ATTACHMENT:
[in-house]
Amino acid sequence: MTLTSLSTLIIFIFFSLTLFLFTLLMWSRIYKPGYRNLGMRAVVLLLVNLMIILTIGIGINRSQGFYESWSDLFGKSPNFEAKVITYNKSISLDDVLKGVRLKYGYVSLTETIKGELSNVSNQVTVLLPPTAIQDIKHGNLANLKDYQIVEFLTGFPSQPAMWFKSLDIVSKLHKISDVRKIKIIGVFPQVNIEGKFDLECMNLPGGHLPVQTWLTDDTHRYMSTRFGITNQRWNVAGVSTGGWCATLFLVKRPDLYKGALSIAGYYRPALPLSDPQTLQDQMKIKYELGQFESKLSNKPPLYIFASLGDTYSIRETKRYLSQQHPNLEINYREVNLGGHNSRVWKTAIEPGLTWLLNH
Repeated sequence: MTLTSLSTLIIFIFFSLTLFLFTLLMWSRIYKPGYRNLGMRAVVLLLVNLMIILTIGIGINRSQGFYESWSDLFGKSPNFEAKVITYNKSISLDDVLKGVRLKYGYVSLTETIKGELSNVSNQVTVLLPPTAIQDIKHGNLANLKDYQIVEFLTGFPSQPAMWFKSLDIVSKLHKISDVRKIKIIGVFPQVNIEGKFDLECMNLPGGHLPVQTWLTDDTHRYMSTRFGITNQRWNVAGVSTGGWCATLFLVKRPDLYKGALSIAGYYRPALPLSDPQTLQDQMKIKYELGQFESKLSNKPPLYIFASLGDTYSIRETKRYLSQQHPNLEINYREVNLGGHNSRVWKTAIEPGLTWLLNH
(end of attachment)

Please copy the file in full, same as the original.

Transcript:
[in-house]
Amino acid sequence: MTLTSLSTLIIFIFFSLTLFLFTLLMWSRIYKPGYRNLGMRAVVLLLVNLMIILTIGIGINRSQGFYESWSDLFGKSPNFEAKVITYNKSISLDDVLKGVRLKYGYVSLTETIKGELSNVSNQVTVLLPPTAIQDIKHGNLANLKDYQIVEFLTGFPSQPAMWFKSLDIVSKLHKISDVRKIKIIGVFPQVNIEGKFDLECMNLPGGHLPVQTWLTDDTHRYMSTRFGITNQRWNVAGVSTGGWCATLFLVKRPDLYKGALSIAGYYRPALPLSDPQTLQDQMKIKYELGQFESKLSNKPPLYIFASLGDTYSIRETKRYLSQQHPNLEINYREVNLGGHNSRVWKTAIEPGLTWLLNH
Repeated sequence: MTLTSLSTLIIFIFFSLTLFLFTLLMWSRIYKPGYRNLGMRAVVLLLVNLMIILTIGIGINRSQGFYESWSDLFGKSPNFEAKVITYNKSISLDDVLKGVRLKYGYVSLTETIKGELSNVSNQVTVLLPPTAIQDIKHGNLANLKDYQIVEFLTGFPSQPAMWFKSLDIVSKLHKISDVRKIKIIGVFPQVNIEGKFDLECMNLPGGHLPVQTWLTDDTHRYMSTRFGITNQRWNVAGVSTGGWCATLFLVKRPDLYKGALSIAGYYRPALPLSDPQTLQDQMKIKYELGQFESKLSNKPPLYIFASLGDTYSIRETKRYLSQQHPNLEINYREVNLGGHNSRVWKTAIEPGLTWLLNH